From the 4th century onwards Greece’s tumultuous history meant that winemaking did not flourish as it did in neighbouring Italy, As a result, Greece’s importance in the modern wine world is far less than one might assume, given its early success. In the late 20th Century, however, Greek winemaking showed signs of revitalization, supported by modern winemaking techniques and a generation of motivated, quality-focused producers.
Greece is Located in half way between Southern Italy and Turkey. The mountainous, Mediterranean country in the sun-drenched south-east of Europe – is often considered the birthplace of civilisation,
Greece is one of the oldest wine-producing regions in the world.
The earliest evidence of Greek wine has been dated to 6,500 years ago where wine was produced on a household or communal basis.
In ancient times, as trade in wine became extensive, it was transported from end to end of the Mediterranean; Greek wine had especially high prestige in Italy under the Roman Empire.
In the medieval period, wines exported from Crete, Monemvasia and other Greek ports fetched high prices in northern Europe.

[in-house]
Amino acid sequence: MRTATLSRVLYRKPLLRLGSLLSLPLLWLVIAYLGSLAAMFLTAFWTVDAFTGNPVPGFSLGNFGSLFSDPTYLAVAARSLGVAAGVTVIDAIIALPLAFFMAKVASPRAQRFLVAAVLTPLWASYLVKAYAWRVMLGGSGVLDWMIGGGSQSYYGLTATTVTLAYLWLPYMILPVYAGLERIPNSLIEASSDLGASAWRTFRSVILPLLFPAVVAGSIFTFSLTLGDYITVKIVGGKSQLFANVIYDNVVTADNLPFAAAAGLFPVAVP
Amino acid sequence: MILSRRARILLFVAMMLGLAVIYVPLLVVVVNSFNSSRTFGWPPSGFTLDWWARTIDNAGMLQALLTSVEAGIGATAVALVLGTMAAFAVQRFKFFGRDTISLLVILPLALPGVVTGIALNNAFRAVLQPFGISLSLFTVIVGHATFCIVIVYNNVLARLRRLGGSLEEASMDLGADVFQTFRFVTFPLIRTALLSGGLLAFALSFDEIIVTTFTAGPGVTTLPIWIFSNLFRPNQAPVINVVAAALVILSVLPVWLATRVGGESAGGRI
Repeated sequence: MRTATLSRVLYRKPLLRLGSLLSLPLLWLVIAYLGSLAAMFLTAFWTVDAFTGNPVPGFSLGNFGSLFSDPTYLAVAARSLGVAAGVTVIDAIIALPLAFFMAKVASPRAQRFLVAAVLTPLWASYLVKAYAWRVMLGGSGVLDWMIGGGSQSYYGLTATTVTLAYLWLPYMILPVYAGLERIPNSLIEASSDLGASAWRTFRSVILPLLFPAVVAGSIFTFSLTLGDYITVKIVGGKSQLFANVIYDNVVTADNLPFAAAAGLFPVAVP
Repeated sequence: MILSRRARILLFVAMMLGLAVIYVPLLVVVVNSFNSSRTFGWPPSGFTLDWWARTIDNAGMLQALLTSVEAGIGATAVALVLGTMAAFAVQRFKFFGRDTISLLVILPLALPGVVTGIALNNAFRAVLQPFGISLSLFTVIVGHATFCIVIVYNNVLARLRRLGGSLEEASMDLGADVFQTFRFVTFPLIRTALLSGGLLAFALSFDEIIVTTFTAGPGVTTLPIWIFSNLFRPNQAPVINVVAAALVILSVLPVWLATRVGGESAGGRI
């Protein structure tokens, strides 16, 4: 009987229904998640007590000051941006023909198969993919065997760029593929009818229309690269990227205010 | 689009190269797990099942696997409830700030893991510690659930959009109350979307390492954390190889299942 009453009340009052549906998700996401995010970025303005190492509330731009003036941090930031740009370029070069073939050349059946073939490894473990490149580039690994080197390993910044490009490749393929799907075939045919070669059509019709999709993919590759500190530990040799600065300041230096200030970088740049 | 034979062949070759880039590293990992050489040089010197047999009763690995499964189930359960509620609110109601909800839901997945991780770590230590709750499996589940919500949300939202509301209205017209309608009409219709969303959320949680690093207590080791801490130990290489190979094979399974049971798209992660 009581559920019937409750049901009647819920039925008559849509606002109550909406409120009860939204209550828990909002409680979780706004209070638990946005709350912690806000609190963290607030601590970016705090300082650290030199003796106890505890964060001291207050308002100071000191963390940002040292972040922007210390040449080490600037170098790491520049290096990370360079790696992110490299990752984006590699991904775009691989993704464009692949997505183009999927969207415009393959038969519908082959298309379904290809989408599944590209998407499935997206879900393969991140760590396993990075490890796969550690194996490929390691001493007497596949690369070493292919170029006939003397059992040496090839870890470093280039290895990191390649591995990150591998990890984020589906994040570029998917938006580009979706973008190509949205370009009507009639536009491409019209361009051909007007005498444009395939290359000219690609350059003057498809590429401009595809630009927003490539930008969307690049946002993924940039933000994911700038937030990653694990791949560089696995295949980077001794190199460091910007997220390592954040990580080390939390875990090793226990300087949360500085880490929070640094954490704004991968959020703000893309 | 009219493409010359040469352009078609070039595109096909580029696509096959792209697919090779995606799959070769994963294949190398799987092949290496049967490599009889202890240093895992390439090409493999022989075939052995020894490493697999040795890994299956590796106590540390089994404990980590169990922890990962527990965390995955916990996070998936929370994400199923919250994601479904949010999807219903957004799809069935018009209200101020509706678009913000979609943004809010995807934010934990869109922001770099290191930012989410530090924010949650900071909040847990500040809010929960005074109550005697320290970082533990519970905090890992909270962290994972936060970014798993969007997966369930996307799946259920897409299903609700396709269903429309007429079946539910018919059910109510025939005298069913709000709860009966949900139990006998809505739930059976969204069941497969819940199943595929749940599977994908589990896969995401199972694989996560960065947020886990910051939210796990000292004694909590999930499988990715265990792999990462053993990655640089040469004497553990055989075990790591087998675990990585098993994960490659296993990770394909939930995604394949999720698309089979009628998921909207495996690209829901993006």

The origins of wine-making in Greece go back 6,500 years and evidence suggesting wine production confirm that Greece is home to the second oldest known grape wine remnants discovered in the world. and the world’s earliest evidence of crushed grapes. The spread of Greek civilization and their worship of Dionysus, the god of wine, spread Dionysian cults throughout the Mediterranean areas during the period of 1600 BC to the year 1. Hippocrates used wine for medicinal purposes and readily prescribed it, Greek wines and their varieties were well known and traded throughout the Mediterranean. The Ancient Greeks introduced vines such as Vitis vinifera and made wine in their numerous colonies in Italy, Sicily, southern France, and Spain. The Vitis vinifera grape which thrives in temperate climates near coastal areas with mild winters and dry summers adapted well and flourished in the Northern Mediterranean areas. The most reputable wines of ancient Greece were Chian, Coan, Corcyraean, Cretan, Euboean, Lesbian, Leucadian, Mendaean, Peparethan wine, Rhodian and Thasian. Wine was also important for ancient Macedonia. Two other names may or may not be regional: Bibline wine and Pramnian wine are named in the earliest Greek poetry, but without any reliable geographical details.